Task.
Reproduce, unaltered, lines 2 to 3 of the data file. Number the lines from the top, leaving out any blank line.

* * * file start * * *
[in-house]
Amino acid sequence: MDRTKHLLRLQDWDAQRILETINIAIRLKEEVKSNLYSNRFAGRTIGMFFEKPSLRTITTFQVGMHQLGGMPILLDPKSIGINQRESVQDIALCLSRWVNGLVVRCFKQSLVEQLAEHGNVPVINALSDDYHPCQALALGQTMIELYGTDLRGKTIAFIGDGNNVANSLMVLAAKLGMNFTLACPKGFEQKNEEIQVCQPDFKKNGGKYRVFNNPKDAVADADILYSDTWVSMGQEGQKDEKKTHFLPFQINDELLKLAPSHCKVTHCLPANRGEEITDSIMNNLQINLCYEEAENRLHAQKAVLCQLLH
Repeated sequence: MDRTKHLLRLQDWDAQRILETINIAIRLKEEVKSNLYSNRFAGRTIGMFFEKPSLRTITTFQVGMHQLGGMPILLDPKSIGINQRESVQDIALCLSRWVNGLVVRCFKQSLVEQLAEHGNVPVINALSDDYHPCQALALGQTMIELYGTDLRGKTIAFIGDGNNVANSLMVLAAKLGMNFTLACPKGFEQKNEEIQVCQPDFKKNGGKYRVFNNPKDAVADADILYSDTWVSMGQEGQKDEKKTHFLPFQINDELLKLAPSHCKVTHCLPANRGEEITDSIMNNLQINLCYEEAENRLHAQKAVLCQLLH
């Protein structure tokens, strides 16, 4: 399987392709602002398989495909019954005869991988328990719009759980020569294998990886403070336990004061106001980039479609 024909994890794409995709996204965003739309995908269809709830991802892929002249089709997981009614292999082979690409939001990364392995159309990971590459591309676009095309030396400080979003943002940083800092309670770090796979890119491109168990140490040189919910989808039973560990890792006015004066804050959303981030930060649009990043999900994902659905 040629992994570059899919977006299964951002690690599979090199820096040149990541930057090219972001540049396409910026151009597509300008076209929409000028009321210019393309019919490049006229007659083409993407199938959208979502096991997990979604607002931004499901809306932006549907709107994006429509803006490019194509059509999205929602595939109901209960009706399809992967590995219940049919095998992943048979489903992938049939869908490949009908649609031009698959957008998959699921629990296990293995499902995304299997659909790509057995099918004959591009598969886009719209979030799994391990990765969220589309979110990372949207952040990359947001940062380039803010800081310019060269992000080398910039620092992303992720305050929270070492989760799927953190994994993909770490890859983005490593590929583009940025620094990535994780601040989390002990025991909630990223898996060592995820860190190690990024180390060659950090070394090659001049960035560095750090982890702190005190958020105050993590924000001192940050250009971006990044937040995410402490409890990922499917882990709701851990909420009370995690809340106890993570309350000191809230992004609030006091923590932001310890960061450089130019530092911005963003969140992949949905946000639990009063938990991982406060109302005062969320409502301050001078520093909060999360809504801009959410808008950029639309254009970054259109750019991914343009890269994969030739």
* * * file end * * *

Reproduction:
Amino acid sequence: MDRTKHLLRLQDWDAQRILETINIAIRLKEEVKSNLYSNRFAGRTIGMFFEKPSLRTITTFQVGMHQLGGMPILLDPKSIGINQRESVQDIALCLSRWVNGLVVRCFKQSLVEQLAEHGNVPVINALSDDYHPCQALALGQTMIELYGTDLRGKTIAFIGDGNNVANSLMVLAAKLGMNFTLACPKGFEQKNEEIQVCQPDFKKNGGKYRVFNNPKDAVADADILYSDTWVSMGQEGQKDEKKTHFLPFQINDELLKLAPSHCKVTHCLPANRGEEITDSIMNNLQINLCYEEAENRLHAQKAVLCQLLH
Repeated sequence: MDRTKHLLRLQDWDAQRILETINIAIRLKEEVKSNLYSNRFAGRTIGMFFEKPSLRTITTFQVGMHQLGGMPILLDPKSIGINQRESVQDIALCLSRWVNGLVVRCFKQSLVEQLAEHGNVPVINALSDDYHPCQALALGQTMIELYGTDLRGKTIAFIGDGNNVANSLMVLAAKLGMNFTLACPKGFEQKNEEIQVCQPDFKKNGGKYRVFNNPKDAVADADILYSDTWVSMGQEGQKDEKKTHFLPFQINDELLKLAPSHCKVTHCLPANRGEEITDSIMNNLQINLCYEEAENRLHAQKAVLCQLLH